A quarter of a million Spaniards ditched their mobile phones in September, with Compania Telefonica Nacional de Espana SA and Vodafone Group PLC bearing the brunt of cancellations by recession-hit consumers.
Spain’s telecoms watchdog said on Thursday mobile phone connections fell 242,000 in the month, the eighth consecutive decline in a country at the forefront of the euro zone debt crisis and where one in four of the workforce is unemployed.
The decline is bigger than the 226,000 connections cancelled in August, though below April’s record of 380,000.
Since September, both Telefonica and Vodafone have announced cheaper tariffs in an escalating price war between Spanish operators.
Many cash-strapped consumers have been switching from big players like Telefonica’s Movistar to smaller firms offering cheaper deals like Teliasonera’s Yoigo.
“In line with previous months, the declines registered by Movistar and Vodafone were not outweighed by the increases at other mobile operators,” the regulator CMT said in a statement.
Customers cut off 254,000 Movistar connections, while Vodafone noted a decline of 178,000. Yoigo gained 40,000 new customers, while France Telecom’s Orange attracted 25,000 new mobile clients.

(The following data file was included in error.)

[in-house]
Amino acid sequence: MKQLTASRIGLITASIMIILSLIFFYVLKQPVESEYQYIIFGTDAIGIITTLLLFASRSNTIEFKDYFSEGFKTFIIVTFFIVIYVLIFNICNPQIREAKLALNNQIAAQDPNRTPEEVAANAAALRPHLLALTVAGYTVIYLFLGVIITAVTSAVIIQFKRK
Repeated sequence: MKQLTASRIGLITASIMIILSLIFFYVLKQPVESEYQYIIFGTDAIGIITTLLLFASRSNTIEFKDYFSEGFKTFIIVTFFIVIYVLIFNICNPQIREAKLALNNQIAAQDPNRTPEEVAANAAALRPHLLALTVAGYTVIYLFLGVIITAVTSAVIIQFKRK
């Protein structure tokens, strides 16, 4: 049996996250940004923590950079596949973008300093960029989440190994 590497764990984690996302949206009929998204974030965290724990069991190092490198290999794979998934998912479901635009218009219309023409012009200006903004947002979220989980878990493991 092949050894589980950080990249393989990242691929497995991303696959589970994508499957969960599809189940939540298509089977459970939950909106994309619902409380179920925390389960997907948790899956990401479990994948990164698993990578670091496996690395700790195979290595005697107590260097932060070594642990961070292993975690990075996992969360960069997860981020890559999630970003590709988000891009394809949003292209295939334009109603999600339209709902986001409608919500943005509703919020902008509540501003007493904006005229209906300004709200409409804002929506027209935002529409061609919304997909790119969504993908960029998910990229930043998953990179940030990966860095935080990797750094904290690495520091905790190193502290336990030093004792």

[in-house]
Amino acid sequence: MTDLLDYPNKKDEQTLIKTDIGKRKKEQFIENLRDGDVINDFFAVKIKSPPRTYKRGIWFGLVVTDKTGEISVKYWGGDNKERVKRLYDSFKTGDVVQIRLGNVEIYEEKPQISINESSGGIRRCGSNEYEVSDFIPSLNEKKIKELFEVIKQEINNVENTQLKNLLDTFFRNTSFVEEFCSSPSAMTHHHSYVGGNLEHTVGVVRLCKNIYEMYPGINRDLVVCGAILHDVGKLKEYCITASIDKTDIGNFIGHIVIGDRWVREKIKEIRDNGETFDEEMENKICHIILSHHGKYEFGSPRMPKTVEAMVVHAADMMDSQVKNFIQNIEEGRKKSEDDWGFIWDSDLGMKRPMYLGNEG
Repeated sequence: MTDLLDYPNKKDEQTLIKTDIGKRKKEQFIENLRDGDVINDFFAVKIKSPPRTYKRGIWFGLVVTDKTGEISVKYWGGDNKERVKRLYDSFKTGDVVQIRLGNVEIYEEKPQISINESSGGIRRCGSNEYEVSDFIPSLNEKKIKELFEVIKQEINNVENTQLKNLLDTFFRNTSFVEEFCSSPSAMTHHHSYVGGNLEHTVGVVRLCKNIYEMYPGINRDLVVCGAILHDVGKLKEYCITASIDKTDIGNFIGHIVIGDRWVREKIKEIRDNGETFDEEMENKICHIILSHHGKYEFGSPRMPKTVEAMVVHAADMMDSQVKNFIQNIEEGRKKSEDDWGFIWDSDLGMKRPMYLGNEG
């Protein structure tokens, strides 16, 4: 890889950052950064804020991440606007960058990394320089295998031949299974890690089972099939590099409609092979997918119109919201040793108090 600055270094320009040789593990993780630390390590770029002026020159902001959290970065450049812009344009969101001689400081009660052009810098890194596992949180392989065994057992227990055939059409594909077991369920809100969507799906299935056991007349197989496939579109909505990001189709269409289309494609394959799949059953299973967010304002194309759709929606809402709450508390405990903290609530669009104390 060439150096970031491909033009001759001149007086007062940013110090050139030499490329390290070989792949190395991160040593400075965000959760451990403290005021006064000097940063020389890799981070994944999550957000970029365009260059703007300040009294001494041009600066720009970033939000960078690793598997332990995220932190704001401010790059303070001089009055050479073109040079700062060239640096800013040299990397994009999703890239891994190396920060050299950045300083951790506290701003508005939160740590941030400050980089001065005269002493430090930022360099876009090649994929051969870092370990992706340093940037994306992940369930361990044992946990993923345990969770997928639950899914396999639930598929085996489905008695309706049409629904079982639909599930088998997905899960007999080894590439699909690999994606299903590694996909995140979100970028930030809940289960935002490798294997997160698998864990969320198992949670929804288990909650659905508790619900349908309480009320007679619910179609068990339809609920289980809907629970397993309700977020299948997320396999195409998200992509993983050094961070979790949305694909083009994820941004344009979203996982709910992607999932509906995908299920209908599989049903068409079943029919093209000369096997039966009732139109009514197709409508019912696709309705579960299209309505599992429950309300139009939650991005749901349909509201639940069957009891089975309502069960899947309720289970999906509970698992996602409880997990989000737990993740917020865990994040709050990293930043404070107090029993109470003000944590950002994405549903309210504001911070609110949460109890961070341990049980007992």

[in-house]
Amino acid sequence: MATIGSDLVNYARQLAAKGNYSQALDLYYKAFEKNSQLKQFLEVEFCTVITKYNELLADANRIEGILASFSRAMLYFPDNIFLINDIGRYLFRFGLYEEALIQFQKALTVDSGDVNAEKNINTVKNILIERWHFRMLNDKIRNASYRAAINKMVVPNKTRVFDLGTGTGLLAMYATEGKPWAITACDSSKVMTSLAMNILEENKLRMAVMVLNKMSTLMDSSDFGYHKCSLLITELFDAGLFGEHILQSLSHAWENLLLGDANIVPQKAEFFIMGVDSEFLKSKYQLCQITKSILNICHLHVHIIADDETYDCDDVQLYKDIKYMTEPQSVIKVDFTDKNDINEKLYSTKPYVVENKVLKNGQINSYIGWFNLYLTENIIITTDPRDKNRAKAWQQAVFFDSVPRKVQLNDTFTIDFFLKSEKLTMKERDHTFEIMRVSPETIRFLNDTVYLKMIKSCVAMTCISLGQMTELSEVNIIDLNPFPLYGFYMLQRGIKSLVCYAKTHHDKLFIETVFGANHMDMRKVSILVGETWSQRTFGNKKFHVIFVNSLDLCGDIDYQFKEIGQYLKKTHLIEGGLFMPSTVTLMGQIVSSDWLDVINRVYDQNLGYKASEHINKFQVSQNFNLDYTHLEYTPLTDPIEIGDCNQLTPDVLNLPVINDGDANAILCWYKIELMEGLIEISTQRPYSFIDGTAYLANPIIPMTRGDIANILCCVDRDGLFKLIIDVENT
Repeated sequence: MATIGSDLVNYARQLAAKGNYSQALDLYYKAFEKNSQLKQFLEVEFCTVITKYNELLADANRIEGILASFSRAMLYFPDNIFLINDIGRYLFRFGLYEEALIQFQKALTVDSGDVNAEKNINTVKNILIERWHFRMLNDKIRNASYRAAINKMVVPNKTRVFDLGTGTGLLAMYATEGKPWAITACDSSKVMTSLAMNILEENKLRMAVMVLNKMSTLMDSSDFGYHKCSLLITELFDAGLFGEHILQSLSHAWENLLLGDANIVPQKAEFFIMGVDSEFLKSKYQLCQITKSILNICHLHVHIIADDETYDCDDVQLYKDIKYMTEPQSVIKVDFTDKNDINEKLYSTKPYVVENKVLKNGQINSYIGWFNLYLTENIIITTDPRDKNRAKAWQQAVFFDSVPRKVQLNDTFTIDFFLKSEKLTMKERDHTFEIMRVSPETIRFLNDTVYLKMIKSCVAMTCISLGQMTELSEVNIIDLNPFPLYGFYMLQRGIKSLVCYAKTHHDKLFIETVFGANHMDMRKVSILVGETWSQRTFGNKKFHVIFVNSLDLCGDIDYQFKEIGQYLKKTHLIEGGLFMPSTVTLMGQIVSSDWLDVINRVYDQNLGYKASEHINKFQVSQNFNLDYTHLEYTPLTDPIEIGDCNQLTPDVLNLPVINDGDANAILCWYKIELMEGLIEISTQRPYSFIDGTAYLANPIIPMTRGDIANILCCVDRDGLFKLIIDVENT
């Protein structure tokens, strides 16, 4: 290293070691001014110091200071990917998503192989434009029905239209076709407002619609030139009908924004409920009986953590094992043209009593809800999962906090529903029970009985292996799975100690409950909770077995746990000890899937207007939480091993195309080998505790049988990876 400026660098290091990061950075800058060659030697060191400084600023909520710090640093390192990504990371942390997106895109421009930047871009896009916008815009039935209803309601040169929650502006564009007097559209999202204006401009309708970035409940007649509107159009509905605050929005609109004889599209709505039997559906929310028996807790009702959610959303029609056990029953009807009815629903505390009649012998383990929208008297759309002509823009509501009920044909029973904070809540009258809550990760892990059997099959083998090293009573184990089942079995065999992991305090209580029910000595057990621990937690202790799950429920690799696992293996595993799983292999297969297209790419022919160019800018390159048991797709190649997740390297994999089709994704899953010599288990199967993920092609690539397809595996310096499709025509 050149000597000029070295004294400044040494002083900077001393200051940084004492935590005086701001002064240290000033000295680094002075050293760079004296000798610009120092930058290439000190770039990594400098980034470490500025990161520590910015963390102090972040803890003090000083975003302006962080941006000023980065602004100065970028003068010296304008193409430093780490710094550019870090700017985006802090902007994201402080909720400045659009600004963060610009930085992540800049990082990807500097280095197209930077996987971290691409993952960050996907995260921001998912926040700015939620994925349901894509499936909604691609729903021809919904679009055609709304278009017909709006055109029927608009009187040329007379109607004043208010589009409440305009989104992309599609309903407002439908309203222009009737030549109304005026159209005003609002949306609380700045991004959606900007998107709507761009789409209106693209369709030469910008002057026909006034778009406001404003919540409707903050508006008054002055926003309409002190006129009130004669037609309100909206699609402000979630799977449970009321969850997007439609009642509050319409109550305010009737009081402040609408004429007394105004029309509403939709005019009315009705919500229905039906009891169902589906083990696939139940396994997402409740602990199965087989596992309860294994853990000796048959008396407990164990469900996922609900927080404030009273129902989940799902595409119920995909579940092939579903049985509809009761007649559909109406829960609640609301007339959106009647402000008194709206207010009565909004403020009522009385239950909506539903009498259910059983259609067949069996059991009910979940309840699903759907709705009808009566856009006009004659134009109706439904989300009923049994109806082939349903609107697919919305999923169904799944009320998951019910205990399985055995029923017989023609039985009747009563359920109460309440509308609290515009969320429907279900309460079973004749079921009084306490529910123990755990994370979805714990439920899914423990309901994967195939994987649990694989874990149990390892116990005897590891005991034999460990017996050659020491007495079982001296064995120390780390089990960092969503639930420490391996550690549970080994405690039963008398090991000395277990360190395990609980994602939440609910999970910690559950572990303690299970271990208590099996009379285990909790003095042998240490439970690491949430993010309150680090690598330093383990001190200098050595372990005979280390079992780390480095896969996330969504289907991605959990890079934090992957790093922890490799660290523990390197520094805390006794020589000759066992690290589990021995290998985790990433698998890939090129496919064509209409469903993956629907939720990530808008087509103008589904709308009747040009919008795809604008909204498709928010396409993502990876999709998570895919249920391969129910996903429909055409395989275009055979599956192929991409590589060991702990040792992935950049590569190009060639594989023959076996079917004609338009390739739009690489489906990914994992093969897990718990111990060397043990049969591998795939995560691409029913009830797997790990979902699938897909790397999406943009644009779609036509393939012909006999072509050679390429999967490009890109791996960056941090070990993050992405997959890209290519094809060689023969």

Telefonica and Vodafone had used Spain as a testing ground for scrapping smartphone subsidies and stopped offering customers cut-price or free phones earlier this year.
Vodafone said this week it would bring back subsidies, leaving Telefonica as the only player on the market not offering customers discount handsets on a general basis.
Telefonica, the biggest telecoms company in Europe by revenue, reported nine-month results on Wednesday that showed Spain was a drag on the business, with total customers in its home market down 7.5 per cent in the third quarter.
Telefonica launched a “Fusion” package last month, bundling fixed line, mobile, internet and television services in a bid to fight off competition from low-cost rivals.
Telefonica Europe head Eva Castillo said 430,000 customers had signed up for Fusion but declined to say how many came from the company’s existing customer base. She vowed the company would not reintroduce subsidies.
Smaller rival Jazztel last month offered a smartphone worth more than 200 euros for 5 euros a month if clients took a combined fixed and mobile package.
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